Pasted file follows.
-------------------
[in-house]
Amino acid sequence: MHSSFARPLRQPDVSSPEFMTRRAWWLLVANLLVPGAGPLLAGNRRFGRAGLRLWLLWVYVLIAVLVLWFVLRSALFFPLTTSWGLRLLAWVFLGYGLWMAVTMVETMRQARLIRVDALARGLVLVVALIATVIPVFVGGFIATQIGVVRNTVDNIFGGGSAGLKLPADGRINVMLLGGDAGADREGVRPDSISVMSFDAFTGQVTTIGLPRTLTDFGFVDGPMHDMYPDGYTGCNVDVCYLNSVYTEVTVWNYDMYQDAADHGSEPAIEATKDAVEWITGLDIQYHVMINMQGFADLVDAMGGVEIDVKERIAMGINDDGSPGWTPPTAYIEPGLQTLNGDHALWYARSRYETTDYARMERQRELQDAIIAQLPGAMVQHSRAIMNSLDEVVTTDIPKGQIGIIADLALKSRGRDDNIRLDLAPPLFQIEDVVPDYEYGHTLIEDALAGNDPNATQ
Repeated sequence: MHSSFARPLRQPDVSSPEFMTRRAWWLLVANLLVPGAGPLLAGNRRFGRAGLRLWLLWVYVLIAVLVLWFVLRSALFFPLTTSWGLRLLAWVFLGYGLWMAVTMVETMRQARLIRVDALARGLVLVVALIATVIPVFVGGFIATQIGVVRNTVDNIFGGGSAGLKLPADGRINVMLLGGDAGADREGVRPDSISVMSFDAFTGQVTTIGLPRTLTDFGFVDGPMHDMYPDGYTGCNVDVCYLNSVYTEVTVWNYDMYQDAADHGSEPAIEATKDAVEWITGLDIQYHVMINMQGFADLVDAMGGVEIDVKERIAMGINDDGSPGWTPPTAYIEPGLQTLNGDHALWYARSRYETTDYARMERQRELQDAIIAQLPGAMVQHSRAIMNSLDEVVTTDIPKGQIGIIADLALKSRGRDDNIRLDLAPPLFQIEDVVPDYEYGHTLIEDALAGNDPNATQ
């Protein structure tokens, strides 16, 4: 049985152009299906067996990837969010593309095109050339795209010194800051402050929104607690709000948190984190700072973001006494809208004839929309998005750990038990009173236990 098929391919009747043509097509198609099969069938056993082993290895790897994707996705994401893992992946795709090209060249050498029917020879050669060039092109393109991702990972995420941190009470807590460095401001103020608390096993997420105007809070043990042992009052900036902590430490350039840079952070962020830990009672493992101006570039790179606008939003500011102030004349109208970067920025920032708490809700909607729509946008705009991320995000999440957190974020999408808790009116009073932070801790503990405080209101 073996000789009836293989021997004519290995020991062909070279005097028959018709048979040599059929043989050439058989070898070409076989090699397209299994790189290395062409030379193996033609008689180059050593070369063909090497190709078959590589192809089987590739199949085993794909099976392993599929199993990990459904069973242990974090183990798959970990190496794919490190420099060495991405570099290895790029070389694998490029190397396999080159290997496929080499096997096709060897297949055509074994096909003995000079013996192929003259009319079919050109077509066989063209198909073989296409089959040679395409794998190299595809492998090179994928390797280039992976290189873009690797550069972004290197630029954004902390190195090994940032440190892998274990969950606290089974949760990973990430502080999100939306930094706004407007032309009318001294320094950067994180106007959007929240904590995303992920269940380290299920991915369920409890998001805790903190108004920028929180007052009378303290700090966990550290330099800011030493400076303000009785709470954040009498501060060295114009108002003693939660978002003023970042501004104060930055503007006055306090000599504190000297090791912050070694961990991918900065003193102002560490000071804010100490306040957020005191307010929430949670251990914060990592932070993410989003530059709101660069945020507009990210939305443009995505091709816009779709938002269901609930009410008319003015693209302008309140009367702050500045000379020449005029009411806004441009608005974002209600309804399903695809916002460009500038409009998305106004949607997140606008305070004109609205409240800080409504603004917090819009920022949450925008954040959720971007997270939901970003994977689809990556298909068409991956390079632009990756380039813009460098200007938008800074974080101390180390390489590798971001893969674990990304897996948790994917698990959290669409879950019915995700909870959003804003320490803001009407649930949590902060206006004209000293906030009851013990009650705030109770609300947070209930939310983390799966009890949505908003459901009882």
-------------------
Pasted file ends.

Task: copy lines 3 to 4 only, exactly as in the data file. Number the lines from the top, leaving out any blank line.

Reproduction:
Repeated sequence: MHSSFARPLRQPDVSSPEFMTRRAWWLLVANLLVPGAGPLLAGNRRFGRAGLRLWLLWVYVLIAVLVLWFVLRSALFFPLTTSWGLRLLAWVFLGYGLWMAVTMVETMRQARLIRVDALARGLVLVVALIATVIPVFVGGFIATQIGVVRNTVDNIFGGGSAGLKLPADGRINVMLLGGDAGADREGVRPDSISVMSFDAFTGQVTTIGLPRTLTDFGFVDGPMHDMYPDGYTGCNVDVCYLNSVYTEVTVWNYDMYQDAADHGSEPAIEATKDAVEWITGLDIQYHVMINMQGFADLVDAMGGVEIDVKERIAMGINDDGSPGWTPPTAYIEPGLQTLNGDHALWYARSRYETTDYARMERQRELQDAIIAQLPGAMVQHSRAIMNSLDEVVTTDIPKGQIGIIADLALKSRGRDDNIRLDLAPPLFQIEDVVPDYEYGHTLIEDALAGNDPNATQ
């Protein structure tokens, strides 16, 4: 049985152009299906067996990837969010593309095109050339795209010194800051402050929104607690709000948190984190700072973001006494809208004839929309998005750990038990009173236990 098929391919009747043509097509198609099969069938056993082993290895790897994707996705994401893992992946795709090209060249050498029917020879050669060039092109393109991702990972995420941190009470807590460095401001103020608390096993997420105007809070043990042992009052900036902590430490350039840079952070962020830990009672493992101006570039790179606008939003500011102030004349109208970067920025920032708490809700909607729509946008705009991320995000999440957190974020999408808790009116009073932070801790503990405080209101 073996000789009836293989021997004519290995020991062909070279005097028959018709048979040599059929043989050439058989070898070409076989090699397209299994790189290395062409030379193996033609008689180059050593070369063909090497190709078959590589192809089987590739199949085993794909099976392993599929199993990990459904069973242990974090183990798959970990190496794919490190420099060495991405570099290895790029070389694998490029190397396999080159290997496929080499096997096709060897297949055509074994096909003995000079013996192929003259009319079919050109077509066989063209198909073989296409089959040679395409794998190299595809492998090179994928390797280039992976290189873009690797550069972004290197630029954004902390190195090994940032440190892998274990969950606290089974949760990973990430502080999100939306930094706004407007032309009318001294320094950067994180106007959007929240904590995303992920269940380290299920991915369920409890998001805790903190108004920028929180007052009378303290700090966990550290330099800011030493400076303000009785709470954040009498501060060295114009108002003693939660978002003023970042501004104060930055503007006055306090000599504190000297090791912050070694961990991918900065003193102002560490000071804010100490306040957020005191307010929430949670251990914060990592932070993410989003530059709101660069945020507009990210939305443009995505091709816009779709938002269901609930009410008319003015693209302008309140009367702050500045000379020449005029009411806004441009608005974002209600309804399903695809916002460009500038409009998305106004949607997140606008305070004109609205409240800080409504603004917090819009920022949450925008954040959720971007997270939901970003994977689809990556298909068409991956390079632009990756380039813009460098200007938008800074974080101390180390390489590798971001893969674990990304897996948790994917698990959290669409879950019915995700909870959003804003320490803001009407649930949590902060206006004209000293906030009851013990009650705030109770609300947070209930939310983390799966009890949505908003459901009882």